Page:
On November 7, 2011, Lakshman Achuthan of the Economic Cycle Research Institute (ECRI) appeared on CNBC again to talk about recession. Achuthan was very adamant in his insistence that the business cycle simply could not be reversed from its downward course. The talking points almost sounded like a campaign. It included precious gems like “divergence from [the ECRI] is resolved by the consensus coming around to the ECRI’s view” and “other economists do not see the recession because they are using models that fit the data.” According to Achuthan, on average, people do not recognize they are in a recession until about six months into it.
When pressed for the “secret sauce” or even just one smoking gun indicator, Achuthan remained staunchly elusive. When really pressed, he offered up some relatively obvious signs of weakness like housing. Achuthan prefered to talk about a “contagion in forward-looking indicators.”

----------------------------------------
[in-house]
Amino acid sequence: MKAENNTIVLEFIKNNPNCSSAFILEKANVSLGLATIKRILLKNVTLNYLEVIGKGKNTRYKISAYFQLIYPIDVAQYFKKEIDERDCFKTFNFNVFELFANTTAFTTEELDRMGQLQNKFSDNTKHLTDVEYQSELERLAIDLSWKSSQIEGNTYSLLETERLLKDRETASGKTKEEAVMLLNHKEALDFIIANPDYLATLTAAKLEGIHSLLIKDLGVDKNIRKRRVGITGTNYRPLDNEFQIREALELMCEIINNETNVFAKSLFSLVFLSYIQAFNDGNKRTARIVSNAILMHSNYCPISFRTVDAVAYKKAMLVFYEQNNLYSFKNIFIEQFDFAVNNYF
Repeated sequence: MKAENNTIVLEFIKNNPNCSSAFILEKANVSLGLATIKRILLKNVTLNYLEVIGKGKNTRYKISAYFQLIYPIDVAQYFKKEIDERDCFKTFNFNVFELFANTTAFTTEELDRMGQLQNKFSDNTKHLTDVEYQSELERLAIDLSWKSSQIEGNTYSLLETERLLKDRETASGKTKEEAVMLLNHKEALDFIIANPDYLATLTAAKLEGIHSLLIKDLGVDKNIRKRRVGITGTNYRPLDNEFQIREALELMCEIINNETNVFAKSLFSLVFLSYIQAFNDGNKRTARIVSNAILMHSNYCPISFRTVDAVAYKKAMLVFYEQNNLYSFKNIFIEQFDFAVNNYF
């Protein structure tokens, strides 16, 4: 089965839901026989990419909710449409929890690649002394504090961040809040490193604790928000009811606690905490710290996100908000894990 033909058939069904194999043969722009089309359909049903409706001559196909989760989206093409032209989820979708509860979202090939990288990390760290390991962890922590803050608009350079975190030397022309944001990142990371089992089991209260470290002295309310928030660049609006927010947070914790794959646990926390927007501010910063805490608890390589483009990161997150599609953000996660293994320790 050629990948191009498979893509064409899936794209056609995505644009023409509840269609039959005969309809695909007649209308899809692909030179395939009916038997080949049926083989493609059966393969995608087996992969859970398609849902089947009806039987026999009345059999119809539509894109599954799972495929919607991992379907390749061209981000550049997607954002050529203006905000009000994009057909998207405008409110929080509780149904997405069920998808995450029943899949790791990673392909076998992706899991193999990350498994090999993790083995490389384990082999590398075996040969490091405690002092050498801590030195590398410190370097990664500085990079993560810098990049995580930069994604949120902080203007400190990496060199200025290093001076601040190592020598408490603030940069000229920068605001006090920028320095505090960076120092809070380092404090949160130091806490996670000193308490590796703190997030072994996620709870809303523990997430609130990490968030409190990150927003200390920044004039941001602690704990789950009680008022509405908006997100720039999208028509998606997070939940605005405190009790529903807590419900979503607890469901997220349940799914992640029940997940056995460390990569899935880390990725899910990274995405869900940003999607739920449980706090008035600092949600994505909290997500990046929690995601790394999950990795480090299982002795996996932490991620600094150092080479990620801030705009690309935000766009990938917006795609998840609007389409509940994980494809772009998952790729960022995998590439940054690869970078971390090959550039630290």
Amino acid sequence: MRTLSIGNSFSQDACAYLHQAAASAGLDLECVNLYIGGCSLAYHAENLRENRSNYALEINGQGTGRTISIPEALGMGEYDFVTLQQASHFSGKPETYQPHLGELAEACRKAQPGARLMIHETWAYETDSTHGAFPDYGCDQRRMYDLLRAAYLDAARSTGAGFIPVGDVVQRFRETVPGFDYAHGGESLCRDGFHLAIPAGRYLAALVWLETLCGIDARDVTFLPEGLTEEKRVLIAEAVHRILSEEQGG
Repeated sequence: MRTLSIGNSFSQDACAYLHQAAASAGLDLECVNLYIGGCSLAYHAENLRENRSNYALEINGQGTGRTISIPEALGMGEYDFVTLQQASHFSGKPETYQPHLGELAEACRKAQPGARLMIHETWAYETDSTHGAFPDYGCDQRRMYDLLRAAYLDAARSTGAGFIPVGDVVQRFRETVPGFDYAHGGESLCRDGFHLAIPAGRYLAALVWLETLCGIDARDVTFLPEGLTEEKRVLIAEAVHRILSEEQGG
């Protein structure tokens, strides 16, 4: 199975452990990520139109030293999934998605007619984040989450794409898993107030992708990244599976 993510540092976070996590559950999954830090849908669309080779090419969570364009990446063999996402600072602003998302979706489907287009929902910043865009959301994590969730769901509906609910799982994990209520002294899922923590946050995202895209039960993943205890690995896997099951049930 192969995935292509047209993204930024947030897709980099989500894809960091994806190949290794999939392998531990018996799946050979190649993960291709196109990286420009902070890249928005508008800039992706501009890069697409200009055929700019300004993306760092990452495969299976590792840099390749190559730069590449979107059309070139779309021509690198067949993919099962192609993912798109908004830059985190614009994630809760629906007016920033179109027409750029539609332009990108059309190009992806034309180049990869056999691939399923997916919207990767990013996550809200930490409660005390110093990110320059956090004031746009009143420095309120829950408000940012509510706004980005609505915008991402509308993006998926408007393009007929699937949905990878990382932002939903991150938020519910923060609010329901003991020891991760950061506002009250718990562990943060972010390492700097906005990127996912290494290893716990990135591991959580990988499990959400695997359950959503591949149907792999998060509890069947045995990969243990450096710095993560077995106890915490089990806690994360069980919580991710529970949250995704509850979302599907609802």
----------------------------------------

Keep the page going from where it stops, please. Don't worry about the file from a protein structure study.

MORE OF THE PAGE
The CNBC hosts were mildly frustrated by Achuthan’s elusiveness and even more uncomfortable juxtaposing the recession claims with a stock market that is not discounting a recession. After all, the market is supposed to be so brilliant that it discounts everything and anything about six months in advance.
I maintain a half-suspicion that ECRI’s stellar record in calling recent recessions potentially makes them culpable in starting recessions. I will be very happy for the ECRI to get this one wrong, but the call for an imminent recession is uncomfortably consistent with my technical claims from June that a bear market is coming in 2012, and what I called the confirmation of that view two months later in August. As always, I am executing on the technical signals one step at a time. For now, the stock market remains in a very bullish position despite levitating in an extremely overbought condition.